Silva’s job is hardly in jeopardy because Everton fans won’t be quite so swift in their judgement this time. But having won, drawn and lost in their opening three home games – all against bottom-half opposition – Everton need to start offering tangible proof of their development rather than just anecdotal evidence.
Manager to watch – Unai Emery
Arsenal are ticking along very nicely right now. After the toughest of starts to life in the Premier League, Emery has inspired six consecutive wins and another against Watford on Saturday would make this the Gunners’ best run in two years.
What revolutionary thinking has inspired such form? Call him crazy, but Emery is finding ways to pick his best players in the same team. Namely, Alexandre Lacazette and Pierre-Emerick Aubameyang.
The two strikers have played together 12 times this year and in those dozen games, they have produced 13 goals and five assists between them. That success doesn’t mean Emery has perfected his plan just yet. At present, Aubameyang is being asked to start from a position wider than his usual centre-forward role. Danny Welbeck’s form may also provide a headache for the new manager, with Emery admitting that the England forward’s brace on Wednesday could put him into contention for a start against the Hornets.
Emery has similar dilemmas across his XI and he is making that competition for places work in his favour. Having won six, Arsenal now have another half-dozen winnable games before their next huge test against Liverpool at the start of November.
One-v-one battle to watch – Jordan Henderson v Jorginho
There will be individual battles being waged all over Stamford Bridge on Saturday evening so let’s get right into the heart of them with two players who still leave many confused about their level of influence.
Their managers love them but as the pivots around which Liverpool and Chelsea play, some remain unconvinced about Jorginho and particularly Henderson. You don’t become Reds captain and a starter in Klopp’s midfield by being as limited as some suggest Henderson is, and Sarri made the signing of Jorginho one of the conditions of his acceptance of the Chelsea job after building his Napoli side around the Italy star.
Sarri rates Jorginho so highly that he’s prepared to play the best defensive midfielder in the world out of position to accommodate his regista. The Italian likes a pass – as evidenced by the fact that last week at West Ham he attempted more than any other Premier League player in a match since Opta started taking records 15 years ago. His 180 passes failed to inspire Chelsea, with West Ham content to sit back and let the Blues recycle possession so long as it didn’t penetrate them.
Liverpool, led by Henderson, will not allow Jorginho that same time on the ball or the opportunity to get his head up. They afforded that privilege to Cesc Fabregas in the early stages at Anfield on Wednesday night and it was only once they got to grips with the central midfielder that they began to get a grip on the game. That, presumably, was one of the things Klopp learned about Chelsea’s style, regardless of the fact neither Fabinho nor Fabregas will start on Saturday.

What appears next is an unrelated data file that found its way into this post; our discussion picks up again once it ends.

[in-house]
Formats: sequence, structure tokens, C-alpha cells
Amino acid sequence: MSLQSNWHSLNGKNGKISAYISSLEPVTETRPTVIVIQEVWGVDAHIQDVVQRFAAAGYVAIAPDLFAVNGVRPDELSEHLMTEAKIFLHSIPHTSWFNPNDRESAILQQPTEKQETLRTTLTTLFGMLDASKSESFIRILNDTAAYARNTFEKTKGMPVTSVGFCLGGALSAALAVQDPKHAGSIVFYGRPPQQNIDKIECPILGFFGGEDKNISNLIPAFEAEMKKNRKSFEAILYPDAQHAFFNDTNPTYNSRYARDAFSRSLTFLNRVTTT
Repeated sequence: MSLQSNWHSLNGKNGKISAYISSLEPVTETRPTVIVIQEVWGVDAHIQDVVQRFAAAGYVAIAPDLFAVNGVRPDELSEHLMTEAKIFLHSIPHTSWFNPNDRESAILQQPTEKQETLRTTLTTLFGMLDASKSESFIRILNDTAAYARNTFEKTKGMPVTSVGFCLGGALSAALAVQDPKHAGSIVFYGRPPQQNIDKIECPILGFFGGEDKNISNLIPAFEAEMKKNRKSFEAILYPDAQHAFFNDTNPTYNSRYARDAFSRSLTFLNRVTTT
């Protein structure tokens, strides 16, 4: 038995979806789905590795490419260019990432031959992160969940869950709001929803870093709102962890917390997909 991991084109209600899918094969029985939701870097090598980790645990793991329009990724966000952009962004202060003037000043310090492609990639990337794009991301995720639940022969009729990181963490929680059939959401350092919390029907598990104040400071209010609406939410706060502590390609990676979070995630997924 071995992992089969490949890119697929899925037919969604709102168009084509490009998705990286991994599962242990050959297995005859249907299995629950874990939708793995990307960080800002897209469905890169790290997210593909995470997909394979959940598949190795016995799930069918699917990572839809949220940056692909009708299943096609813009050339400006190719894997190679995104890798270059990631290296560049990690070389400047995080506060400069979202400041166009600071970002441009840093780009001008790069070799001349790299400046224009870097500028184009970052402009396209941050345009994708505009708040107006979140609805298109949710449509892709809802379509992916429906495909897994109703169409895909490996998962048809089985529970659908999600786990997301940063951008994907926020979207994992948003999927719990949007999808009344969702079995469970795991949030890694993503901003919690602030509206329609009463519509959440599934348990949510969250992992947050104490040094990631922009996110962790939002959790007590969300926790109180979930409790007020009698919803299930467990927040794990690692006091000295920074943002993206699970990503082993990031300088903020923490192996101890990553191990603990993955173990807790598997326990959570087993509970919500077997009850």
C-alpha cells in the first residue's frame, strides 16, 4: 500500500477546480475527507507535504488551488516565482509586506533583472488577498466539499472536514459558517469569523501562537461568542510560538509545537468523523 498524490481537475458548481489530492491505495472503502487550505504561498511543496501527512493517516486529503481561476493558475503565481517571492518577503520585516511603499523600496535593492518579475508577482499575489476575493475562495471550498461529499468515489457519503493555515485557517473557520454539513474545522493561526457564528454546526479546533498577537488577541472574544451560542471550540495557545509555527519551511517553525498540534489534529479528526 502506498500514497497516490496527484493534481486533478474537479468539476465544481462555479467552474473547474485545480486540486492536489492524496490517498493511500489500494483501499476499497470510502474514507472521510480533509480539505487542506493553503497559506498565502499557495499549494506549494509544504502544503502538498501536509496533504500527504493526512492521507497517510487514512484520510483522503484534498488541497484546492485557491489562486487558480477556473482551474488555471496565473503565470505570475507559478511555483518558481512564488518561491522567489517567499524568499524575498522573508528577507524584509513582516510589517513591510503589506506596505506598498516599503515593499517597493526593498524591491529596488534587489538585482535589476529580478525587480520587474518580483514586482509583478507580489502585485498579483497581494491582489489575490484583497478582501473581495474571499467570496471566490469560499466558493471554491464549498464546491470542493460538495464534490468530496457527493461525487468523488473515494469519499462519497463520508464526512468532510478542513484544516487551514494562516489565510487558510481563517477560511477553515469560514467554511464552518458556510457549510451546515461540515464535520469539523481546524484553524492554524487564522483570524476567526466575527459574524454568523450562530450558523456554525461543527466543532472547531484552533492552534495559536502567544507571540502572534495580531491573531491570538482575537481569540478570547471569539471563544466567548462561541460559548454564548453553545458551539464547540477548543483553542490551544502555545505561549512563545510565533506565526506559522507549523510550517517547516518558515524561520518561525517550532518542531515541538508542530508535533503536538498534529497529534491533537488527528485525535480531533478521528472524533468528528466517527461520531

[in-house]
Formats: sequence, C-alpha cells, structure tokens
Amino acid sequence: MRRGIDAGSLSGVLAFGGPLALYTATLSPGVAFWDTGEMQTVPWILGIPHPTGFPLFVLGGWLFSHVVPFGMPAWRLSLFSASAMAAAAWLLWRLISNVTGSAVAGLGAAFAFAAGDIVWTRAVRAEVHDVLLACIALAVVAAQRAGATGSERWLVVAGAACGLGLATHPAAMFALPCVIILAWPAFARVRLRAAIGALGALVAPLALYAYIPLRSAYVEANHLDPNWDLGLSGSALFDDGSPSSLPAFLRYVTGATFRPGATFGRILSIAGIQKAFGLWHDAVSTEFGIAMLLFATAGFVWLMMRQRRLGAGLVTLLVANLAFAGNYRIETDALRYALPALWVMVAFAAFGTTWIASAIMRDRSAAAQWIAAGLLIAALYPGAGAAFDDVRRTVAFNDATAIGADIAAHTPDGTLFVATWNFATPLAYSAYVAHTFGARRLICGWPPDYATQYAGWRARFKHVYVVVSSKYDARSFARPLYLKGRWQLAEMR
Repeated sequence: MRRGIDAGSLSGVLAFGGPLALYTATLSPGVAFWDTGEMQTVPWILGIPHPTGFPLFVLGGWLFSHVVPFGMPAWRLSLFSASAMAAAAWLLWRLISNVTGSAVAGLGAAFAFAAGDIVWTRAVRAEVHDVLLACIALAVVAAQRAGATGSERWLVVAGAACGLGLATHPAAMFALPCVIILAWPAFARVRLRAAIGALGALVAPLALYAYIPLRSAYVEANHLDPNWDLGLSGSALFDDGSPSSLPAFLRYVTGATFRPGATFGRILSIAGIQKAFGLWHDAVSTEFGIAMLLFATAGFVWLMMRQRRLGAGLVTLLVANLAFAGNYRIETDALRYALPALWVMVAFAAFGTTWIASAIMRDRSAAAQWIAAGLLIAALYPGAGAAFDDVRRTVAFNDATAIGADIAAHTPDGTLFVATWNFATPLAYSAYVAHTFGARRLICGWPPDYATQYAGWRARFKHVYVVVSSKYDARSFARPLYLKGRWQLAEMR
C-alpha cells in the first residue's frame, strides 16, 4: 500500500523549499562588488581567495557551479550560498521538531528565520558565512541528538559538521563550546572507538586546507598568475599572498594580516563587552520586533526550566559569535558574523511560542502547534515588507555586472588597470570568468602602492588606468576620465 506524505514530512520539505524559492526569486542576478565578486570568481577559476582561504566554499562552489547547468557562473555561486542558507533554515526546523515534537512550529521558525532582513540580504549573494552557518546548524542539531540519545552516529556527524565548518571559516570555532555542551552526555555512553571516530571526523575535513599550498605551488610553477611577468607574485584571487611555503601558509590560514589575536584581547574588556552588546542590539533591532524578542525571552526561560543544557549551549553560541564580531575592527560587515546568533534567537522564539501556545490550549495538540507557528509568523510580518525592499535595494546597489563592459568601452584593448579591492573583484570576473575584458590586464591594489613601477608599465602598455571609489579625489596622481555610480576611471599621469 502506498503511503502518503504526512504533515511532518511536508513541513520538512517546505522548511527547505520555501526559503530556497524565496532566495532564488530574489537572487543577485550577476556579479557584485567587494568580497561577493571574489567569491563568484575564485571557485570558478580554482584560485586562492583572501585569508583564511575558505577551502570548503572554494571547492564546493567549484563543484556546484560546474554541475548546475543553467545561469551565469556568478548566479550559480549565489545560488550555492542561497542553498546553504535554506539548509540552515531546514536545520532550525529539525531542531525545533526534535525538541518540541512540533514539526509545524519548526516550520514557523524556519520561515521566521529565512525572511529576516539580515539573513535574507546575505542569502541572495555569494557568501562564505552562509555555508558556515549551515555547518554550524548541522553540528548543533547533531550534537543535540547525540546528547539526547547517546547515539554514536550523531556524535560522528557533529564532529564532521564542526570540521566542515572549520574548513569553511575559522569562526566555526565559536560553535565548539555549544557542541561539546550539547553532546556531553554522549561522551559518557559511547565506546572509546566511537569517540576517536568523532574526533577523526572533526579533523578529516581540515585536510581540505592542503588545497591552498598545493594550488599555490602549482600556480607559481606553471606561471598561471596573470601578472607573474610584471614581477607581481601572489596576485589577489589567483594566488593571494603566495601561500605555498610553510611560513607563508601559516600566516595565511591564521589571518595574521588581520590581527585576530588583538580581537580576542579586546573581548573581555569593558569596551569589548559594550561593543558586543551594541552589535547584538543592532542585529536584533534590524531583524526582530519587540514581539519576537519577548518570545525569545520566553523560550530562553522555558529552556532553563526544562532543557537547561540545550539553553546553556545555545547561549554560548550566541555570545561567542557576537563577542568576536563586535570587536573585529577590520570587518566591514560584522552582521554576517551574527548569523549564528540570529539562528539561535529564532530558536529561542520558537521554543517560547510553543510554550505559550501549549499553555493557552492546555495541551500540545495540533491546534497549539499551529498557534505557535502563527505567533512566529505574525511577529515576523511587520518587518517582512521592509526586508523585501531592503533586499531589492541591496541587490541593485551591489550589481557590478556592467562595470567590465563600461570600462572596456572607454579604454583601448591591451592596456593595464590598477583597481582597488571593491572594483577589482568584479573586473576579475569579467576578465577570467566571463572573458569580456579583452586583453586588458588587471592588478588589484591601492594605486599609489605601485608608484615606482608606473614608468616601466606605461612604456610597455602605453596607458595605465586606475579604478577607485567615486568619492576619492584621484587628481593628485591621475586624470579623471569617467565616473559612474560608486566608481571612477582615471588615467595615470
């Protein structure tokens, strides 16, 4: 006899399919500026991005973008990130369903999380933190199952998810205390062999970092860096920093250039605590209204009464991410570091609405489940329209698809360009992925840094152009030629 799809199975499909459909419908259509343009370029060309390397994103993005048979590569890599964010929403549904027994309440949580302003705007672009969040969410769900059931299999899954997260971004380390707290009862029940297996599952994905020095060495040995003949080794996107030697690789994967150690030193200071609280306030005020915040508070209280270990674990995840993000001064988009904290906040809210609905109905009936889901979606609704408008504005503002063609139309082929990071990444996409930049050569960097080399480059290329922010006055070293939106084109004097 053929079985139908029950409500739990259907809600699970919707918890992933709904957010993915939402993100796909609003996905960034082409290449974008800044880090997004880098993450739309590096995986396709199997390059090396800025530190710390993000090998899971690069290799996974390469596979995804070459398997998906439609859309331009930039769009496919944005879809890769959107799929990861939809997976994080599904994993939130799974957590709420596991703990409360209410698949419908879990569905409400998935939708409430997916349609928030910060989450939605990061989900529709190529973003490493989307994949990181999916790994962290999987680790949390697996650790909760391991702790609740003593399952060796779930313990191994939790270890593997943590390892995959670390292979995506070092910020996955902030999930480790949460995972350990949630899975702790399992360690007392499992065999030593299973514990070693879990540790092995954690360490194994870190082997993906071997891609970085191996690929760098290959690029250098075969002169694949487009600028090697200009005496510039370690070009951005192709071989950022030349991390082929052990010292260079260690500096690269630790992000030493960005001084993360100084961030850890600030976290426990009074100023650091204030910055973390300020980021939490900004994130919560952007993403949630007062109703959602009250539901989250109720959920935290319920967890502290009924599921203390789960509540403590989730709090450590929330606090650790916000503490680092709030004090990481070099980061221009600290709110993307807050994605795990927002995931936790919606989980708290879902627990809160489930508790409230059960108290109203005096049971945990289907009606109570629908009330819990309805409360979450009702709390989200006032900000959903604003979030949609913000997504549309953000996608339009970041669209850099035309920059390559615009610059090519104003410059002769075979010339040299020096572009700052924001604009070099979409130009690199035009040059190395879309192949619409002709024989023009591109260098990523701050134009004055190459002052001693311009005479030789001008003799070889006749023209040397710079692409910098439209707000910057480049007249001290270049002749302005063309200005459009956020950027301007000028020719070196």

While the battle between Kante and James Milner will be exhausting just to watch, Henderson versus Jorginho will likely be much more serene, but no less crucial.
Football League game to watch – Sheffield Wednesday v Leeds
Marcelo Bielsa has Leeds flying high at the top of the Championship – but this time last year, so too did Thomas Christiansen. It is almost a year to the day since Christiansen took his mighty Whites to Hillsborough, where they were humbled 3-0 by their Yorkshire rivals. It was one of six defeats in seven that derailed Leeds’ season and saw Christensen go from saviour to sacked in just a few short months.
Bielsa’s Leeds are a different proposition but having suffered their first defeat of the season last week at home to Birmingham, it is on them to prove it was just a blip and that there’s no truth in the rumour that Leeds, Leeds are falling apart again.
European game to watch – Juventus v Napoli
“Napoli is the antagonist of Juventus right now,” said Massimiliano Allegri ahead of the meeting of the top two – this season’s and last – on Saturday evening. It’s the biggest match of the Serie A season and while it can hardly be called a title decider, it will certainly shape the coming weeks in the race for the scudetto.
The Old Lady is top, of course, with a three-point cushion between themselves and their greatest irritation over recent years. Napoli pushed the champions close last season and they go to Turin looking for their second consecutive win at the Allianz Stadium. Another victory would throw open the title race. Defeat for Carlo Ancelotti would leave his new(ish) side choking on the dust of his old one.